And then I think, how many others might have got value from my post but never realized what they have missed because they never clicked through. My wonderful post falls into an empty forest, but such is life.

I subscribe to a number of blog posts myself, and sheepishly admit, I rarely click through to honour their work. Shrug.

Doug Jordan, reporting to you from Kanata Ontario

© Douglas Jordan & AFS Publishing

All rights reserved. No part of these blogs and newsletters may be reproduced without the express permission of the author and/or the publisher, except upon payment of a small royalty, 5¢. 

The post 23. The Challenges of Blogging appeared first on AFS Publishing.

]]>
https://afspublishing.ca/23-the-challenge-of-blogging/feed/ 2
22. Pandemic Ennui https://afspublishing.ca/22-pandemic-ennui/ https://afspublishing.ca/22-pandemic-ennui/#comments Fri, 30 Apr 2021 14:27:34 +0000 https://afspublishing.ca/?p=2254 Ennui is not quite the same as boredom... Ennui is more than that, a general feeling of lassitude and listlessness that dulls the mind and torpefies the spirit, and persists. It is this feeling of ongoing sameness that enervates; even people exhausted by their heightened workload and demands of the pandemic and its consequences are suffering mental fatigue. It’s a hamster wheel with no joy.

The post 22. Pandemic Ennui appeared first on AFS Publishing.

]]>
I hesitate to write about something that has itself become a big bore. Far too much has been written of it already and no-one wants to read more. We are all suffering pandemic ennui in some form or other and no-one wants to read about someone else’s misery.

But since this, Travels With Myself, is my blog, what else should I write about but what I am thinking or doing, or in this case, not doing, during this perpetual cycle of waiting. 

None of my readers have to deal with that dread question our fathers (and mothers no doubt) faced: ‘what did you do during the war Daddy?’ In the years ahead it will be, ‘what did you do during the pandemic Mom/Dad?’ and the answer for many of us will be, ‘nothing!’ Even if we wanted to do ‘our bit’, for the most part we haven’t been allowed to sign up. Unless you were already a front-line worker it was too late to volunteer. ‘Our bit’ mostly meant staying home, waiting it out. At least we didn’t have to black out the windows.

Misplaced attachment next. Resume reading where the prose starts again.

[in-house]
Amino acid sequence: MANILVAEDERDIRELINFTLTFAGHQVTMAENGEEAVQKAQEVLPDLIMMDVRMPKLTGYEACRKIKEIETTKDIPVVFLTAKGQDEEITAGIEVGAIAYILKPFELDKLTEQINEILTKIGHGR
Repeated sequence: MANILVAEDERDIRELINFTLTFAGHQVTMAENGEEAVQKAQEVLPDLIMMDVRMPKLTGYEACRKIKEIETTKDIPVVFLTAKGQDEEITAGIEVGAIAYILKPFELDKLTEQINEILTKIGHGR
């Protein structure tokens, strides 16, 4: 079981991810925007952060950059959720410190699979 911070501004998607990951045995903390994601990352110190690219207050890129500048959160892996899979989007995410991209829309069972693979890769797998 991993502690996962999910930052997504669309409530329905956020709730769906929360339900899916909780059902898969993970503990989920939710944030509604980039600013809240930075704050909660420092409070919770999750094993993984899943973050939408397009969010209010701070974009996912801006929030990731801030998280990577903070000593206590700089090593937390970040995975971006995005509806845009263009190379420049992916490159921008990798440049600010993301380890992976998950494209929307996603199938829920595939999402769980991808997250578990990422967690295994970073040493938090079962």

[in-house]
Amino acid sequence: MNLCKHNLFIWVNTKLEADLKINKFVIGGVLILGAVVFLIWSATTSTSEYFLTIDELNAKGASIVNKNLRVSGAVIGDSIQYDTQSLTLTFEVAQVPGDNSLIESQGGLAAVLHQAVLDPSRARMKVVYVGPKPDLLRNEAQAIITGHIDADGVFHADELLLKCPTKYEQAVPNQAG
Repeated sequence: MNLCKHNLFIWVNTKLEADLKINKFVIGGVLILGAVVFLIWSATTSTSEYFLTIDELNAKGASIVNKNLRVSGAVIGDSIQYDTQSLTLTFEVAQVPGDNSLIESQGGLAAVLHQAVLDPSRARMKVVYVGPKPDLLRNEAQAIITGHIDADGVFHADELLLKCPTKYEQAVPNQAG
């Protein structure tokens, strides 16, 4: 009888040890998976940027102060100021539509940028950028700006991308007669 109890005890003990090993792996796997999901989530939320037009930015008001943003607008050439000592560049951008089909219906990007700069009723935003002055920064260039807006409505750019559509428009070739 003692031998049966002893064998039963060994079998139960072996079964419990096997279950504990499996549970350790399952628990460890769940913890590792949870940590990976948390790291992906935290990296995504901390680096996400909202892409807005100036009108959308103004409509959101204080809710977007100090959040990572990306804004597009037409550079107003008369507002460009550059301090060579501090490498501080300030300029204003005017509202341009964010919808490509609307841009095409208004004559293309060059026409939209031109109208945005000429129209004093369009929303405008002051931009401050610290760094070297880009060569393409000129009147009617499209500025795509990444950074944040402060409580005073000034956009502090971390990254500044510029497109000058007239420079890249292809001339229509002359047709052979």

I’m not suggesting that I’ve been doing nothing. Nor you. Nor am I even suggesting that I am bored, exactly. But a feeling of inertia, stuckness, seems to dominate my days.

‘What did you do during the pandemic Grampa?’ ‘Not much, Son, but I remember having to pull myself together and drive myself to the pharmacy for some shampoo once. Oh, and I had a devil of a time cutting my own hair in the mirror.’ 

I’m not suggesting that everyone is feeling the same way I am. Some people, I think, are quite content with their current lifestyle and living under the current social constraints and protocols. And some people are very busy dealing with consequences of covid rules, whether they are front-line healthcare workers, so-called essential services workers, or merely busy people whose day jobs have become more complicated under covid conditions, their lives even busier than before. These people are not bored, but they may be exhausted with the seemingly never-ending stress and demands on their days, and their nights. 

A certain pall has settled over everything, ennui of an insidious persistent type. 

Ennui is not quite the same as boredom. This wonderful French word somehow goes beyond mere boredom, connoting more lethargy than apathy. Boredom is short-term, that empty afternoon feeling we have of children, or ourselves, seemingly having nothing to do, and discontented, but no ideas as to stimulate and entertain themselves. Ennui is more than that, a general feeling of lassitude and listlessness that dulls the mind and torpefies the spirit, and persists. Dull depression with a touch of anxiety. It is this feeling of ongoing sameness that enervates; even people exhausted by their heightened workload and demands of the pandemic and its consequences are suffering mental fatigue. It’s a hamster wheel with no joy.

I think everyone is tired of the constant constraints on our freedom. I’m not saying we have sacrificed all our freedoms, or that some of our suspended fundamental freedoms won’t return (though there is a risk of complacency), what I mean is we have lost the freedom of spontaneity. The constant reminders of the need for compliance, whether you think legitimate or not, takes away from our sense of empowerment. The withdrawal of so many services and diversions – all in the name of limiting social contact – takes away from our sense of choice. This creates a feeling of powerlessness, and impotence, so that even though we hate the mental state we are in we stay stuck. The psychologists call this learned helplessness.

Helplessness increases with loneliness. It takes a lot more discipline to encourage oneself to action than if you have a partner or group to perk you up and sweep you along. It’s like exercise, or any activity, where to have a companion who has expectations of you gets you going. It’s easier to go to the gym because you don’t want to let down somebody else than it is to get yourself to the gym for fear of letting yourself down. In fact, this is my best argument for getting down to my boxing gym in the basement two or three times a week – ‘you’re going to be disappointed in yourself later if you don’t’. I rationalize this failure by way of my daily default – walking the dog.